The best of EcoWatch, right in your inbox. Sign up for our email newsletter!
These Celebrities Take a Stand Against Dakota Access Pipeline
A number of Hollywood stars have joined a growing national movement opposing the construction of the contentious Dakota Access Pipeline.
On Tuesday, Ben Affleck, Ray Fisher, Gal Gadot, Jason Momoa and Ezra Miller—stars of the upcoming superhero movie Justice League—filmed an endorsement for Rezpect Our Water, a campaign launched by young members of the Standing Rock Sioux Tribe.
"As a gang of Earth defenders, we want to send a big shoutout to the Oceti Sakowin and those who stand with them in opposing the Dakota Access Pipeline," Miller says in the video. Oceti Sakowin is the proper name for the people commonly known as the Sioux.
"Join us in supporting the youth of Standing Rock as they fight the Dakota Access Pipeline, which will leak into their drinking water!" Momoa wrote on his Instagram, adding that "Aquaman is pissed."
The U.S. Army Corps of Engineers has approved construction of a 1,170-mile, $3.7 billion pipeline that would transfer up to 570,00 barrels of crude oil per day from the North Dakota Bakken region through South Dakota and Iowa into Illinois. The pipeline would cross the Missouri River, a mile north of the Standing Rock Reservation. A potential oil spill could destroy sacred land or pollute the tribe's main source of drinking water as well as more than 200 smaller rivers and creeks.
Protests came to an intense boil over the weekend, but the battle against the Dakota Access Pipeline, a project of Texas company Energy Transfer Partners, has been simmering since this spring.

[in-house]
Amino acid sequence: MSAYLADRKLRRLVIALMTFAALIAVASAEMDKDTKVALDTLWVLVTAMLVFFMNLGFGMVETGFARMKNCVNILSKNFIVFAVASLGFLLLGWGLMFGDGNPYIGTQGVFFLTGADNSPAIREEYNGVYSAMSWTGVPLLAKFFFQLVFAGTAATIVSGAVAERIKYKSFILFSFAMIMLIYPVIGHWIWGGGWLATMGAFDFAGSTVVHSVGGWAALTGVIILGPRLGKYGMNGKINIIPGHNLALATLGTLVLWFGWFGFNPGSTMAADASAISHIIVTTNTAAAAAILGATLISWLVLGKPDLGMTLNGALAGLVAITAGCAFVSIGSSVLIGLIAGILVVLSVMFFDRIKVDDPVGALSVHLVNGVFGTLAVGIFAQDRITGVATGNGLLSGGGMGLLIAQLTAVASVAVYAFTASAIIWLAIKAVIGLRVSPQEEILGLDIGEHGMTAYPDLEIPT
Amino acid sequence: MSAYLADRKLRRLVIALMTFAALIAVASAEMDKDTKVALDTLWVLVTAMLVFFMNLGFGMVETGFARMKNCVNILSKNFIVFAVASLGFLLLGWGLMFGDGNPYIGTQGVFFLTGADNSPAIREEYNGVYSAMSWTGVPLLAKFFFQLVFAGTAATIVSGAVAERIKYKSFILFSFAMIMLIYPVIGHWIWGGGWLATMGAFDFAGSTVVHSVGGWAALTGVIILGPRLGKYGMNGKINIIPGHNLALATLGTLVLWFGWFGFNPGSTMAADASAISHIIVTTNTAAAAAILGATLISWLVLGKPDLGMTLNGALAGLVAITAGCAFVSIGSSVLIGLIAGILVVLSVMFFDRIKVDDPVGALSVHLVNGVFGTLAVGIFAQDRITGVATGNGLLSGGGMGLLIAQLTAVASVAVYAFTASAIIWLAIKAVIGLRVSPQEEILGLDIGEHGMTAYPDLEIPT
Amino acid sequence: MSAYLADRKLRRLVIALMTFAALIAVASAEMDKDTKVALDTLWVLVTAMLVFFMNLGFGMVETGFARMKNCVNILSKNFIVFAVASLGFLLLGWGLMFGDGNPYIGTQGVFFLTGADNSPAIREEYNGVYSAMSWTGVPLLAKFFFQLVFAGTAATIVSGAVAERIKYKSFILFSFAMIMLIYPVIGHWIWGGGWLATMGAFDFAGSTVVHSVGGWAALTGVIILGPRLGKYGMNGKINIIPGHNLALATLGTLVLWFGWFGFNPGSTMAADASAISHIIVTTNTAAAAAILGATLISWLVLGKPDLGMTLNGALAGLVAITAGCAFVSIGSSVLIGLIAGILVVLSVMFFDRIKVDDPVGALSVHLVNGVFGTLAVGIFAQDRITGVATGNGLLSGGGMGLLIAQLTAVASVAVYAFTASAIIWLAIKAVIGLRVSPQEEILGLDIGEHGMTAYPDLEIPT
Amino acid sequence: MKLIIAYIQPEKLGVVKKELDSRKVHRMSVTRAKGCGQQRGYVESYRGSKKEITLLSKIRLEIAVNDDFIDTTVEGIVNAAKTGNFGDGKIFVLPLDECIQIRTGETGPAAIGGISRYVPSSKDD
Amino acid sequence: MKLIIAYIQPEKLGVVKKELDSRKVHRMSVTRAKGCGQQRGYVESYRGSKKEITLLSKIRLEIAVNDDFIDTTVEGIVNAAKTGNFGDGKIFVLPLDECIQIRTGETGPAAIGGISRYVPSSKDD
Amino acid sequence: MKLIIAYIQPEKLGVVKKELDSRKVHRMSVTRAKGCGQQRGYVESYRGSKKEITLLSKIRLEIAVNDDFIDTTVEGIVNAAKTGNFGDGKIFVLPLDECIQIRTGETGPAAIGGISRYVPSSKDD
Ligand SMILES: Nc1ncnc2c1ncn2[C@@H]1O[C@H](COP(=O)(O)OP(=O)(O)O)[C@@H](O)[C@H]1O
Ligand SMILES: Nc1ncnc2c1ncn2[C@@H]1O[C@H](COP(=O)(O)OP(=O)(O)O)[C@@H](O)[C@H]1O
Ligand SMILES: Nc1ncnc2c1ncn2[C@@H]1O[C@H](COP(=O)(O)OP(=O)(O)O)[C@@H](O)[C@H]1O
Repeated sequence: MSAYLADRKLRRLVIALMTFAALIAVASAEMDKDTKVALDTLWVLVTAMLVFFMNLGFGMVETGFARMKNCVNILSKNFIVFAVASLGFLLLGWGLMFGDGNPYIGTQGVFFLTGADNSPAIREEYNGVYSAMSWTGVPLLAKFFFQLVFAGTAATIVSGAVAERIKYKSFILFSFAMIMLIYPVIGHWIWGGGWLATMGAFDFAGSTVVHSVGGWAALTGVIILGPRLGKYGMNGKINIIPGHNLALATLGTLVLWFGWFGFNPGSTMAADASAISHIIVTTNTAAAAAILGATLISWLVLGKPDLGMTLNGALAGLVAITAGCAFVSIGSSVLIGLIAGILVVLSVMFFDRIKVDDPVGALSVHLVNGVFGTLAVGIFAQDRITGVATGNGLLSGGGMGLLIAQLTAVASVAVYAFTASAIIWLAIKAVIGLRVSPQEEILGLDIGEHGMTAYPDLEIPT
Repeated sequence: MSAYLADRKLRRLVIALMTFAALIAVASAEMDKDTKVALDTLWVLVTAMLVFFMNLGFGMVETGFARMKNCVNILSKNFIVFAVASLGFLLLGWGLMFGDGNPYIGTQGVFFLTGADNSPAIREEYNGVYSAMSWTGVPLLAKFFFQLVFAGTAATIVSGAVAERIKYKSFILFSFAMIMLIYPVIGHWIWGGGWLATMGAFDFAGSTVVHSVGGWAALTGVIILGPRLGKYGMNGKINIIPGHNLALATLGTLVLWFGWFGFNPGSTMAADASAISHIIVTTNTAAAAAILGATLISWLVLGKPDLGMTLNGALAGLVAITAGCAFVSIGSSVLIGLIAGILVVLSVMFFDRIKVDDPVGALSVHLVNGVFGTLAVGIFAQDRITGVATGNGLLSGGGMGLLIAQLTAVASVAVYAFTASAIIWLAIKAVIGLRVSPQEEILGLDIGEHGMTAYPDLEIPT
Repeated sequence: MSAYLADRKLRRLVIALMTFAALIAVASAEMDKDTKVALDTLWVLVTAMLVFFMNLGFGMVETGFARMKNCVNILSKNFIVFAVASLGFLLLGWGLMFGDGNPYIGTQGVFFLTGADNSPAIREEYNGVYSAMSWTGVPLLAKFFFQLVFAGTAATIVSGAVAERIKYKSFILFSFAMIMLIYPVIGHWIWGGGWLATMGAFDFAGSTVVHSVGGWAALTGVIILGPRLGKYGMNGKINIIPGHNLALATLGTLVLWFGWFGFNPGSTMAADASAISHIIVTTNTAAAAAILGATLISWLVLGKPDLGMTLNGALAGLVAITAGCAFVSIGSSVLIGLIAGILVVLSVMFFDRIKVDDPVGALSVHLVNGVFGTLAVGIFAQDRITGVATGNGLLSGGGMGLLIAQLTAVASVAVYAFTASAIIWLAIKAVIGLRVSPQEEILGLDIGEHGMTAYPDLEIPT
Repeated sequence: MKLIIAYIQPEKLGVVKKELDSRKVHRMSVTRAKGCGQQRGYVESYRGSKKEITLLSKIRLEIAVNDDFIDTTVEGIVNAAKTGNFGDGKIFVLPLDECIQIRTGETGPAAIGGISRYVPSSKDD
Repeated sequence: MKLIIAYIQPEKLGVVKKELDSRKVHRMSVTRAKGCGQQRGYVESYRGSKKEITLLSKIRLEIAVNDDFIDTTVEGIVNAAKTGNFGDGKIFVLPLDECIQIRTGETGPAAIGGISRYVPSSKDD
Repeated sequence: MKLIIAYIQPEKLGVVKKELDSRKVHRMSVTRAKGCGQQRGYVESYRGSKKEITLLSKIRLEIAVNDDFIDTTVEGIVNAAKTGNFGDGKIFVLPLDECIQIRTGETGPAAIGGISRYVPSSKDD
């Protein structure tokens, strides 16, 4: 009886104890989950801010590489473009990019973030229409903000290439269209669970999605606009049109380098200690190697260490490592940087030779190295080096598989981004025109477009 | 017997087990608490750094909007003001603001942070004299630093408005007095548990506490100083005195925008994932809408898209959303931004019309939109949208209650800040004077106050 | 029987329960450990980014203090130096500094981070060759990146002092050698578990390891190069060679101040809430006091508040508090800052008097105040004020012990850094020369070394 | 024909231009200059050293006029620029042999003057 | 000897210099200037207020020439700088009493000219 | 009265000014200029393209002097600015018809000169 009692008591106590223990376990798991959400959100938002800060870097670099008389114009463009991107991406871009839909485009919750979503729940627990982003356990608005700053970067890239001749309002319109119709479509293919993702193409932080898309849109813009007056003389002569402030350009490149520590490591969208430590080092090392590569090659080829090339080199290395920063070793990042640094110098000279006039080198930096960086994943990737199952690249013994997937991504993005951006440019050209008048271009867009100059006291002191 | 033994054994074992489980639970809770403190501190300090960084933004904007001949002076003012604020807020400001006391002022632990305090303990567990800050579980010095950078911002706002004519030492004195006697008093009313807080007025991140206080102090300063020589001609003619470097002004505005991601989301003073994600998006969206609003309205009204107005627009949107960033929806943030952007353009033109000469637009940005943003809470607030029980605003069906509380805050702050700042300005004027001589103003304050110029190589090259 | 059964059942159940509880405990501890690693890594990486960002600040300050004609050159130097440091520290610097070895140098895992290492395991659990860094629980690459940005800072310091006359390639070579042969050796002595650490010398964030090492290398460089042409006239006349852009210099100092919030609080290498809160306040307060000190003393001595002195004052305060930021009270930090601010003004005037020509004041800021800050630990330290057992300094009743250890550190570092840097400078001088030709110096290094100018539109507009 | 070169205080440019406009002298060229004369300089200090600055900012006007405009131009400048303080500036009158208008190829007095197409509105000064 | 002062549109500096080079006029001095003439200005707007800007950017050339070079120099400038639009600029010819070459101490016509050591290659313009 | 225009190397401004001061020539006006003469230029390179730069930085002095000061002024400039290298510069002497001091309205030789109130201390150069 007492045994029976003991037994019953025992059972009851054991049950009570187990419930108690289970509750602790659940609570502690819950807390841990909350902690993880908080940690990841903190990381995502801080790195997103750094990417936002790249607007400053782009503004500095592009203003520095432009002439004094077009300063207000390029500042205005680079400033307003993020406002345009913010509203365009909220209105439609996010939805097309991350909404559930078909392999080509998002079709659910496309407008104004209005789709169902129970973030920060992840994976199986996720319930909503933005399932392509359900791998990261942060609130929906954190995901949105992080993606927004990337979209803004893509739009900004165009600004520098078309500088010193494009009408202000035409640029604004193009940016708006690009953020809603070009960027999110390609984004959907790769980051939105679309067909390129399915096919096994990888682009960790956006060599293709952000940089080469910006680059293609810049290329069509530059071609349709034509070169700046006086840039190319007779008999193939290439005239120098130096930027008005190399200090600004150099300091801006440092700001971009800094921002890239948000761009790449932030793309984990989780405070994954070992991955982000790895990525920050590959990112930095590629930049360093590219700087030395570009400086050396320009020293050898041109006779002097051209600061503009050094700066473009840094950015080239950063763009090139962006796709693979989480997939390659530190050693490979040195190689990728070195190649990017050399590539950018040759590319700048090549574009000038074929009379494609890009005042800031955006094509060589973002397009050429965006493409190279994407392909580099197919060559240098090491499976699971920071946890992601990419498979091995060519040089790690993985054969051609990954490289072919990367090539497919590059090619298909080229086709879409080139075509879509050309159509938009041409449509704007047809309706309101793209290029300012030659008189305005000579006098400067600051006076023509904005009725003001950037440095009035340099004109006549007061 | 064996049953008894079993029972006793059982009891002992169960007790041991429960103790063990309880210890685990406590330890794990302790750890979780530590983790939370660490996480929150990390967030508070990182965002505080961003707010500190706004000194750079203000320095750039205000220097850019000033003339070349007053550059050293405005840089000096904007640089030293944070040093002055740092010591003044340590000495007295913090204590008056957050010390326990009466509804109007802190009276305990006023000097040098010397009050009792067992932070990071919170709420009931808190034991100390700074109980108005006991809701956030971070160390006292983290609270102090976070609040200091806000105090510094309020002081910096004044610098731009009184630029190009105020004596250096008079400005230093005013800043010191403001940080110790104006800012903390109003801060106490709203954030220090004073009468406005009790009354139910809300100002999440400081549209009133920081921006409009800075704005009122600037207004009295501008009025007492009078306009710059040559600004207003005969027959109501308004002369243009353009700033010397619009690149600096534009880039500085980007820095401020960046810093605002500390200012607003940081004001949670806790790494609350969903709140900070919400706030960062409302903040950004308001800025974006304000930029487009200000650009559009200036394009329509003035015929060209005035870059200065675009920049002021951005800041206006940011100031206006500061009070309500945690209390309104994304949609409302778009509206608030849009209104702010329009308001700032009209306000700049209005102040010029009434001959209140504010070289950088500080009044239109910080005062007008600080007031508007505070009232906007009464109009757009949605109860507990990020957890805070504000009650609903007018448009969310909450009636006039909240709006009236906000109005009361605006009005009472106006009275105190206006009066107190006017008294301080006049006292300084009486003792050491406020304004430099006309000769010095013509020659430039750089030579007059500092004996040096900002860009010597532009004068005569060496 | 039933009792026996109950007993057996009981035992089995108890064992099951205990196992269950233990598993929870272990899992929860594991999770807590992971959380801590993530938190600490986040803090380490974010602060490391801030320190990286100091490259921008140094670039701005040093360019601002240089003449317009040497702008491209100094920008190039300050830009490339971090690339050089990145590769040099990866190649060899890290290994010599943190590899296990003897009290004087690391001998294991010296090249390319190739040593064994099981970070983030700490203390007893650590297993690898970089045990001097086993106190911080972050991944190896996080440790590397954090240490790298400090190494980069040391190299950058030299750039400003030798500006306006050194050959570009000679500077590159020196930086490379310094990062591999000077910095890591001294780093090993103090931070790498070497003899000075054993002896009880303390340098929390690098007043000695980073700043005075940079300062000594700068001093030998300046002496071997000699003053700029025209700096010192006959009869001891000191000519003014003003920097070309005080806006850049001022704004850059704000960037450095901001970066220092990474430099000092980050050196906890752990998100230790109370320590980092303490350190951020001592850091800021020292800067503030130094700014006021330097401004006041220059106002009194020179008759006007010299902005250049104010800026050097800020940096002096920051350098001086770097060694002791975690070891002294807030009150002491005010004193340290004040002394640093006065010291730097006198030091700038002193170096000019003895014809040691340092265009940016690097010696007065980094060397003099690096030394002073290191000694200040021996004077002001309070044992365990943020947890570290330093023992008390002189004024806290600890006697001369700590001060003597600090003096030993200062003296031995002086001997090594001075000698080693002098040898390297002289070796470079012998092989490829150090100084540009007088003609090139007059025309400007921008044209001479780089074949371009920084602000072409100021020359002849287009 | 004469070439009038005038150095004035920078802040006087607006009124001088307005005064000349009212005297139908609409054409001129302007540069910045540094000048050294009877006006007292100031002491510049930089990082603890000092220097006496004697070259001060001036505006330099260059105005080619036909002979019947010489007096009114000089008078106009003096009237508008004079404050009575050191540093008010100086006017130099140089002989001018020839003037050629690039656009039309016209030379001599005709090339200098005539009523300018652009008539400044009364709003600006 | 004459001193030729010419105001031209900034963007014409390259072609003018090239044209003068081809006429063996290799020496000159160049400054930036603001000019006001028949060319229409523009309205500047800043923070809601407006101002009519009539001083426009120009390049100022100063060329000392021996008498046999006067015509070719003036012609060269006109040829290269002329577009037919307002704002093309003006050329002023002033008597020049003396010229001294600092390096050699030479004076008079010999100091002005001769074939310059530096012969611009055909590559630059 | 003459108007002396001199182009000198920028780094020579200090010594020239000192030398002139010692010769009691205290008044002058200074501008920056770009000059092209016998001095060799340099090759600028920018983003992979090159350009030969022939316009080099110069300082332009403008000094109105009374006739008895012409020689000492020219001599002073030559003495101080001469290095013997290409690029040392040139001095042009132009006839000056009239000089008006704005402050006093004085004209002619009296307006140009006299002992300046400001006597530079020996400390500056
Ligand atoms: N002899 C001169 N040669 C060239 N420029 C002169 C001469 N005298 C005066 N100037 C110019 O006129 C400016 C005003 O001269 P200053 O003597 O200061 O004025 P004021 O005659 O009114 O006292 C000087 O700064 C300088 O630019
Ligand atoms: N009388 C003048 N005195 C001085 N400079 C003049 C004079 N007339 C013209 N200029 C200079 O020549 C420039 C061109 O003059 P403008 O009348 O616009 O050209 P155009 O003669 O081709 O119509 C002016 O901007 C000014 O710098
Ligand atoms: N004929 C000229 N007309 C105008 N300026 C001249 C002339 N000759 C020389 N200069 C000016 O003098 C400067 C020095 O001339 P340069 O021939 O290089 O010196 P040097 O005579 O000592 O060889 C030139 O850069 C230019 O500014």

Since then, many other environmentally-minded celebrities have joined the chorus. On Aug. 25, actors Shailene Woodley, Riley Keough and Susan Sarandon joined tribe members at a courthouse in Washington, DC to protest the pipeline's construction.
"I'm here as a mother and a grandmother to thank the people of the Standing Rock community for bringing our attention to this horrible thing that is happening to their land, which in turn will endanger all of us ... because all of our waters are connected," Sarandon said.
On Facebook, musician Pharrell Williams praised an extraordinary 2,200-mile relay accomplished by young tribe members protesting the pipeline.
"We have so much we can learn from the Standing Rock Sioux Tribe and other Native American tribes," he said. "The children of Standing Rock ran 2,200 miles on foot to Washington, D.C. to save their sacred land from the oil industry. Let's help protect them so they can continue to live in peace #rezpectourwater."
Pharrell Williams Facebook
Actor and environmental activist Mark Ruffalo has also been a prominent voice against construction of the pipeline. He appealed to President Obama and Democratic presidential candidate Hillary Clinton to respond to the project.
Native Americans around the country have been galvanized by the plight of the Standing Rock Sioux against Big Oil.
As The Washington Post reports:
"Over the past few weeks, thousands of Native Americans representing tribes from all over the country have traveled to this central North Dakota reservation to camp in a nearby meadow and show solidarity with a tribe they think is once again receiving a raw deal at the hands of commercial interests and the U.S. government."